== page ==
Wednesday, November 7, 2012

SPOILERS: Batwing #14

Meet Rachel Niamo, a young girl, who years ago was in the same facility with David, run by Matu Ba, rehabilitating the youth of Tinasha. Rachel would constantly have night terrors, and David would often comfort her to calm her down. How many years later, and now Rachel is the vigilante known as Dawn, and without knowing, she and David are locked in a battle with Father Lost's cult.

David briefly becomes possessed by the cult, but Rachel is able to break him from their control by putting a special amulet around his neck. As David comes back to his senses, the police burst in, along with Kia, who notices her cousin among the many of the cult, but loses her as the crowd, and Dawn scatter.

Back in The Haven, David confirms with Matu that Dawn is indeed Rachel, based on DNA and fingerprints left on one of her blades recovered from the scene of the fight. Apparently Rachel had gone into school teaching, but after some digging, David finds that she actually began dangerous work for the Government. After interrogating one of Rachel's former teammates, David finds out that half of Rachel's squad was wiped out by Father Lost, years ago, thus the vendetta.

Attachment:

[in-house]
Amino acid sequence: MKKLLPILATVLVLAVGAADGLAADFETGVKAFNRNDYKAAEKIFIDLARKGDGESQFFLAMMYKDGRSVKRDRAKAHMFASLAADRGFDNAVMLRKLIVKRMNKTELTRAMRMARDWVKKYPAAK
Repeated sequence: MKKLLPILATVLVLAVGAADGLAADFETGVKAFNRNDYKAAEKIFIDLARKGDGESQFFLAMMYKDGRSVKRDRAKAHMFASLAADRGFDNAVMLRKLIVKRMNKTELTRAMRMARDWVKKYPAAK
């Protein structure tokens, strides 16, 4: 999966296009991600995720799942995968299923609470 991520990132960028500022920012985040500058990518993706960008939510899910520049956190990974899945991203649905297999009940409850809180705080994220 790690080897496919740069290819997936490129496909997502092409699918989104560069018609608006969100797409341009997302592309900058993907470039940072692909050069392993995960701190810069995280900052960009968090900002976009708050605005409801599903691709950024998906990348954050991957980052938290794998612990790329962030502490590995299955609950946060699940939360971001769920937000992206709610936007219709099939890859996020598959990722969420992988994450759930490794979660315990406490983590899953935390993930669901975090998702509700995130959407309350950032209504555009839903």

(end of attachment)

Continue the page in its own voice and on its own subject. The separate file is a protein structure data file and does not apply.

Father Lost himself is none too pleased with Dawn meddling in his affairs yet again, and sets up a trap, which she falls for easily. But, never fear, Batwing is here, and gives Rachel an opportunity to escape... which just ends up with her in a dark alley with Father Lost, and a knife in her chest.


The Good: 

Everything I've enjoyed in the title is still here. Continued world building, new characters, new enemies, all that jazz, along with continued great work from Marcus To.

The Bad:

All that said, there was just a general feeling that I got after this issue of "why does this matter?" I don't know, maybe it's because of my growing pessimism of this title's longevity, as seeing that I keep myself informed as much as possible, it's hard to shake that sort of stuff off. But there's also the issue of Winick leaving. He's leaving in the middle of an arc, and I questioned why I should care, when he didn't care enough to finish the arc properly? How much can this arc matter, if the writer can just up and leave?

The Bottom Line:

All things considered, this is pretty part for the course for the title. Not good, not great, it just feels somewhat complacent, and doesn't leave a whole lot of reason to be excited.


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